A voter in Wellesley, Mass., in November. A White House official said President Trump would sign an executive order for the purpose of “reviewing alleged voter fraud and suppression.”

Trump Picks Voter ID Advocate for Election Fraud Panel


The president named Kris Kobach, the Kansas secretary of state who has focused on strict voting laws, as vice chairman of a commission.

The federal agency that oversees presidential libraries said this Twitter post, made by the Richard Nixon Presidential Library and Museum, was inappropriate.

Nixon Library Tweet That Trolled Trump Was Inappropriate, Officials Say


The National Archives and Records Administration, which administers the presidential libraries system, said the post was “not representative” of its policies.

Representative Steve Stivers of Ohio in 2015. Mr. Stivers, the head of the House Republican campaign arm, has sparred with the White House over this year’s special elections.

Special Election Fights Expose House G.O.P.’s Squabbles With White House


Two surprisingly close races resulting from the president’s appointments are generating friction between the Trump administration and the party campaign committee.

Right and Left: Partisan Writing You Shouldn’t Miss
Read about how the other side thinks. We have collected political writing from around the web and across ideologies.
From the Right
• Jonathan S. Tobin in National Review:
“The last thing the country needs is another out-of-control probe that won’t give us the answers we need about Russia and Trump.”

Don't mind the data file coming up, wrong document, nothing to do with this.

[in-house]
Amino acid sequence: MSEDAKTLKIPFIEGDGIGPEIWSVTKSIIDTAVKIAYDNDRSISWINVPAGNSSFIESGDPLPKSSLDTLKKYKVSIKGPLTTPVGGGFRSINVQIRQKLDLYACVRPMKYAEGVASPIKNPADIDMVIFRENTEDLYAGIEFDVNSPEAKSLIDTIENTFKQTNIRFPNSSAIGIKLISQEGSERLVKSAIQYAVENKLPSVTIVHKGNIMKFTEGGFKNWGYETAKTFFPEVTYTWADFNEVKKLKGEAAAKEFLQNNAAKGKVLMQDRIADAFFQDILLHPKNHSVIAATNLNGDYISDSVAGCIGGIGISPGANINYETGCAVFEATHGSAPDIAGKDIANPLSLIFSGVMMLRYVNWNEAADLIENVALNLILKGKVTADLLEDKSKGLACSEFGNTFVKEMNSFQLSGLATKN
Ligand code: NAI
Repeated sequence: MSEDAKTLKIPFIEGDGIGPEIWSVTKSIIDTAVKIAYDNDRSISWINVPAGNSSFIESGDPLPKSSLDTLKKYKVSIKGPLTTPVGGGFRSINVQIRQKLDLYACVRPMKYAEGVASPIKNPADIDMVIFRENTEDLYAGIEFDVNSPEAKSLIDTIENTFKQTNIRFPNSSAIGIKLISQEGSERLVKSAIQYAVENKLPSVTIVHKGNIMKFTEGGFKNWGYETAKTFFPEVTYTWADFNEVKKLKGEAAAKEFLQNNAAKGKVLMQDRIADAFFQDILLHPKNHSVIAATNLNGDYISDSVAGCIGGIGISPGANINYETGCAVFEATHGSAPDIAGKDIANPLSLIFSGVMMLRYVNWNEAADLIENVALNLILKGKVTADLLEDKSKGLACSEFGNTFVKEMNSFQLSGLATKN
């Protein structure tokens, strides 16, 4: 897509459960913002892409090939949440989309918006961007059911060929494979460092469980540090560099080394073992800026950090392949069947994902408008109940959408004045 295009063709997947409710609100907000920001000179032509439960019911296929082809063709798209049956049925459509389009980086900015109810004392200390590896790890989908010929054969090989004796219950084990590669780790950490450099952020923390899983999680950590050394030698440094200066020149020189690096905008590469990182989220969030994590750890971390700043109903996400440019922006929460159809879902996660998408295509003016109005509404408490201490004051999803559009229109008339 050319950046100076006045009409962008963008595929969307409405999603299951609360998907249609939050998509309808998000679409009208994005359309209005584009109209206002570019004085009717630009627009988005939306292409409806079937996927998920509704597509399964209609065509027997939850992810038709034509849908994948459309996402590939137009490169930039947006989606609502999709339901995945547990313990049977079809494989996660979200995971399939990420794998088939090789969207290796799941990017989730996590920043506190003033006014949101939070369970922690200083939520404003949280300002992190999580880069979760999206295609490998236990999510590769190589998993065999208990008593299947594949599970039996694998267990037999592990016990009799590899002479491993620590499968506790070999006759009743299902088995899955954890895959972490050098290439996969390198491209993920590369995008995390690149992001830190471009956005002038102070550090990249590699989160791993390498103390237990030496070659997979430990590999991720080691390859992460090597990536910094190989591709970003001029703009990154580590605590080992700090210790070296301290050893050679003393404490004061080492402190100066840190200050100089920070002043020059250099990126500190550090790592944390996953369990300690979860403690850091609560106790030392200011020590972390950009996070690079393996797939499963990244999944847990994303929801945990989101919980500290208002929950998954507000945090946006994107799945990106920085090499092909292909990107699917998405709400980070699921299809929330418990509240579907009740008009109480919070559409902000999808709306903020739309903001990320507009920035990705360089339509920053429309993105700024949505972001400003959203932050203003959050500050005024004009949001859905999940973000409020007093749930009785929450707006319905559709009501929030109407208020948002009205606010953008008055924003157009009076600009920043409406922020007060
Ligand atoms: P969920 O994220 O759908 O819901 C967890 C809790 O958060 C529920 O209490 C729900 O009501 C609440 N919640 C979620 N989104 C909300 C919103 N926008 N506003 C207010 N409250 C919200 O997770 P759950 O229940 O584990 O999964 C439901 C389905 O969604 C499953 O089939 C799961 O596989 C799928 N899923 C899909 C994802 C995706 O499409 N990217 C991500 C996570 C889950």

Jonathan Tobin explains why, historically, the appointment of a special prosecutor is a bad choice. Noting that special prosecutors tend to become “attached to the extraordinary power they’ve been given,” Mr. Tobin argues that “their investigation becomes not a means to the end for which they were purposed, but an end in itself.” If we really want to get to the bottom of any ties between the president, his orbit and Russia, a “bipartisan special commission or joint congressional committee” would be much more effective. Read more »
From the Left
• Jeet Heer in The New Republic:
“Social movements like the Resistance are the performance-enhancing drugs of politics: They can help a party win, but they also fuel its rage and hamper its ability to think clearly.”
Jeet Heer charts the inchoate history of the Resistance, the movement that sprang up in opposition to both the president and, as Mr. Heer argues, the Democratic Party itself. Looking forward, he urges Democratic leaders to embrace the movement, lest it go the way of Occupy Wall Street. Read more »
More selections »